Cashback: How can the EU help in returning stolen assets?

Author
Jasna Šelih
Date
13 April, 2017
Type
Event
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Transparency International EU, the International State Crime Initiative and Open Society Foundations will be hosting a workshop on the role of the EU in stolen asset recovery on

Wednesday, 3 May 2017 at 10.00

in the European Parliament, Room ASP A8F388.

Register here.

For too long the corrupt have been able to steal from the public purse with impunity. One of the best ways to address this is to prevent people from profiting from the proceeds of corruption. Asset recovery – the process of returning stolen assets to their rightful owners – is the new frontline in the fight against corruption.

What role can the EU play within the framework of its external relations and international cooperation and trade policies? Western countries, including EU member states, have the responsibility not just to return confiscated assets to their nations of origin but also to repatriate these responsibly. Returned assets must not end up back in the hands of corrupt ruling elites, but should serve the citizens of the countries they are taken from.

The workshop will look at two ongoing legal forfeiture cases related to two countries, Uzbekistan and Equatorial Guinea. EU officials, experts and civil society actors will debate what to do with assets once they have been confiscated through due judicial process, and how assets can be responsibly repatriated in states where grand corruption and systemic human rights abuses are rife.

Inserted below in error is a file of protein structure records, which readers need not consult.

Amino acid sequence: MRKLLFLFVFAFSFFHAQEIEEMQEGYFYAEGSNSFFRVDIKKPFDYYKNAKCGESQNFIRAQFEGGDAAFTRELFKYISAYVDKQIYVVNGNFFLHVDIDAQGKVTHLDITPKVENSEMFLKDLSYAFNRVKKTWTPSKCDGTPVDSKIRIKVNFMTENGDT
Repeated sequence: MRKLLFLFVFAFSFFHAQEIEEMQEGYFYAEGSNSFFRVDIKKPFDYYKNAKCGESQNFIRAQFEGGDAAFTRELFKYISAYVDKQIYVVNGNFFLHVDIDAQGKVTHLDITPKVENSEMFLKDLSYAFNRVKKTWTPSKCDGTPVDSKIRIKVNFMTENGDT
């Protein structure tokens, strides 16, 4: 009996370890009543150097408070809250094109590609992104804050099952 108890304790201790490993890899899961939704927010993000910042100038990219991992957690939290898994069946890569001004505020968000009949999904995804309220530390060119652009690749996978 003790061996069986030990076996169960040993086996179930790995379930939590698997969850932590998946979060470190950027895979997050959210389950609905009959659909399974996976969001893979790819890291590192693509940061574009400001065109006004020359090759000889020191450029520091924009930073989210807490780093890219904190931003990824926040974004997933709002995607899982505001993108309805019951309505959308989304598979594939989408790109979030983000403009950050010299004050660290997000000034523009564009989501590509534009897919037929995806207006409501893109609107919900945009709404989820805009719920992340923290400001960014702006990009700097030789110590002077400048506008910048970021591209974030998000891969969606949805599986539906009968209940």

PROGRAMME

9:30 Registration (coffee will be provided)

10:00 Welcoming remarks: Carl Dolan, Transparency International EU Director & Anna Colombo, Special Adviser in the European Parliament, S&D Group

10:30 Panel 1: The system of grand corruption in Uzbekistan and Equatorial Guinea, European external relations and how the EU can tackle corruption

Lucas Olo Fernandez, Regional Coordinator for Central Africa, Transparency International Secretariat

Kristian Lasslett, International State Crime Initiative

Umida Niyazova, Uzbek-German Forum for Human Rights

Nadejda Atayeva, Central Asia Petition

European Commission Representative TBC

12.00 Break (coffee and light lunch will be provided)

Panel 2: Civil forfeiture cases as an opportunity to redress victims of corruption

Maud Perdriel-Vaissiere, Transparency International France

William Bourdon, Sherpa Association

Brian Campbell, Consultant, Open Society Foundations

Anne Scheltema Beduin, Transparency International Netherlands

13:45 Closing remarks: Ana Gomes, Member of the European Parliament

 

 

Registration form here

We look forward to seeing you at the event!

Want to know more? Get in touch

Elisa Sola

Policy Advocacy Assistant
esola@transparency.org